Artist Merom gives new meaning to “artistic vision”



MEROM, Ind. (WTWO / WAWV) – Kennith Dials has been an artist for most of his life.

“When I was probably 10 or 11 years old, I drew cartoons out of comics,” Dials recalls.

Looking around his art studio, which doubles as a kitchen, you can see character designs from westerns, “The Andy Griffith Show”, and many scenic shots of the town of Merom, where Dials lives.

Dials’ passion for art originally led him to the Fort Wayne School of Art.

“It was a commercial art school, and everything in commercial art is done in color and I’m color blind, so that was a big hurdle for me,” Dials said. “I ended up dropping out of art school.”

His color blindness isn’t the only visual handicap Dials faces. He was born with macular degeneration and is now legally blind.

“Even when I was young, I had to take off my glasses and work very close, very close to the artwork with almost my nose in contact,” Dials explained, demonstrating by placing her face close to her new project.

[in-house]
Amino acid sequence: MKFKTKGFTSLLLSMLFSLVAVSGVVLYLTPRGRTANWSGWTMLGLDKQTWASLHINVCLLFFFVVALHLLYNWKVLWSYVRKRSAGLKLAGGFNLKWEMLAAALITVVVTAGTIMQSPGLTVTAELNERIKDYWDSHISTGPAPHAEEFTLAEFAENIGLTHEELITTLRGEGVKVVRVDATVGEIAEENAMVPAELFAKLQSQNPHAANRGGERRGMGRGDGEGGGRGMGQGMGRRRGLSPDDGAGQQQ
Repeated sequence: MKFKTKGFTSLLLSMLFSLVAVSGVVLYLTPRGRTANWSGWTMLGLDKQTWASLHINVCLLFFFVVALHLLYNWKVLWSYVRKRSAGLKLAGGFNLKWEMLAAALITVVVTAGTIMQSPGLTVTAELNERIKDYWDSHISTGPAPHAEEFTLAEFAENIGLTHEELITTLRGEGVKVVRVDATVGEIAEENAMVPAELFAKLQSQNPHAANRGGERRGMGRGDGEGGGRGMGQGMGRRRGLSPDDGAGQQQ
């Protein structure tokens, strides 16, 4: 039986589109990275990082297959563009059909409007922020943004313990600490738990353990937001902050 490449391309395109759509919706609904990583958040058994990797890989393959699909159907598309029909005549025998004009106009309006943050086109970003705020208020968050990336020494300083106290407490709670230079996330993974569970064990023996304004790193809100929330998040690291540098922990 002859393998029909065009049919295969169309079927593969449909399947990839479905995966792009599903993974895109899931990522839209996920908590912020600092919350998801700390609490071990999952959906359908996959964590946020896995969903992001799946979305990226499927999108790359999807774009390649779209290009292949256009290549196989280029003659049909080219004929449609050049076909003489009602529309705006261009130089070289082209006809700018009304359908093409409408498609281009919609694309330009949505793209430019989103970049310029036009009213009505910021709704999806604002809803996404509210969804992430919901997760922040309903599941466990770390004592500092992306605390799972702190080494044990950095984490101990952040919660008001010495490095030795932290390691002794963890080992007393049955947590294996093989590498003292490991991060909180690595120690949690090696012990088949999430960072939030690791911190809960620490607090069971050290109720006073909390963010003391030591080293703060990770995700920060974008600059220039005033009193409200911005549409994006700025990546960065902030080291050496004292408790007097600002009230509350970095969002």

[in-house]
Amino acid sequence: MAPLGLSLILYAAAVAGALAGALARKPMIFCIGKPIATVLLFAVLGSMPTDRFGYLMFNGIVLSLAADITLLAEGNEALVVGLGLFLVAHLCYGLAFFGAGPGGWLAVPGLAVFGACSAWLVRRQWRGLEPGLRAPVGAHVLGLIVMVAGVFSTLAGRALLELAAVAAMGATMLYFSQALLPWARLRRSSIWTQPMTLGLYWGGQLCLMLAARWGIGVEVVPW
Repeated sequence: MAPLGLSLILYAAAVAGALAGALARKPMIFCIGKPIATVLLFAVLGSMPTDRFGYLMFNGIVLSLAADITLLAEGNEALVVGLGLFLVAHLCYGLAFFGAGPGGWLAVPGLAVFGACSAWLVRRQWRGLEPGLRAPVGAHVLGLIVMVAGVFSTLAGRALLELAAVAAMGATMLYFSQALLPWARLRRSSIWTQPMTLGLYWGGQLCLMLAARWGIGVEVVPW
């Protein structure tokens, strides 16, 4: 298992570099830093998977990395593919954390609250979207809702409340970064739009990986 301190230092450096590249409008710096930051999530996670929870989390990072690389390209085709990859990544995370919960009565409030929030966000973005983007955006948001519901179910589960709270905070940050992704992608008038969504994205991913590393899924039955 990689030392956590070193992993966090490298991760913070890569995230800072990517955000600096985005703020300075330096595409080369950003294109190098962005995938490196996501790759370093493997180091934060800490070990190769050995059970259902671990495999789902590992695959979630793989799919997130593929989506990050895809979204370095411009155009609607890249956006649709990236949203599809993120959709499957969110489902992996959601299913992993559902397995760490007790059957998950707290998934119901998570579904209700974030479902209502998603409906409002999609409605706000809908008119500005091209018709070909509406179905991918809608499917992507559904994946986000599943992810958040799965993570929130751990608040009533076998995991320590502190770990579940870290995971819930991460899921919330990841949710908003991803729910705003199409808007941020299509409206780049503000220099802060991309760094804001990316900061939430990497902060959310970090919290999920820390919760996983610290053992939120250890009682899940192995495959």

Since retiring, Dials said he has spent more time working on his craft. He said he stayed awake until 3 or 4 a.m. some mornings working on a drawing.

He is very inspired by the painter Norman Rockwell.

“He painted things the way he thought the world should be,” Dials said. “I’m a bit of the same way. The world we live in today is pretty hectic, and I like to draw simple things that kind of take you back in time.

Dials’ keeps its setup fairly simple, using just a pencil and a # 2 eraser. But the end product is anything but simple. Not to mention that Dials makes the frames for his drawings himself in his garage.

Dials’ wife Ginny recently contacted the Merom Public Library to see if there was any interest in displaying her husband’s work. Once librarian Joshua Collins heard about the man behind the artwork, he quickly agreed.

“We’re a small town, so the treasures that we have in our town, we want to share,” Collins said. “We don’t want to keep them to ourselves. So that’s what we do here at the library; we bring his art for everyone to enjoy.

Dials said his vision problems didn’t have too much of an effect on his artwork. It is more challenged by physical activities such as walking or navigating busy buildings. He said all of these challenges can be overcome, however.

“I think people with disabilities are capable of doing amazing things,” Dials explained. “I’m just one of them who had this God-given talent that I would like to share with other people.”

Several works by Dials will be on display at the Merom library until the end of September. Those interested can also purchase designs. Dials said he hopes to someday open a store for his designs in or near Merom.


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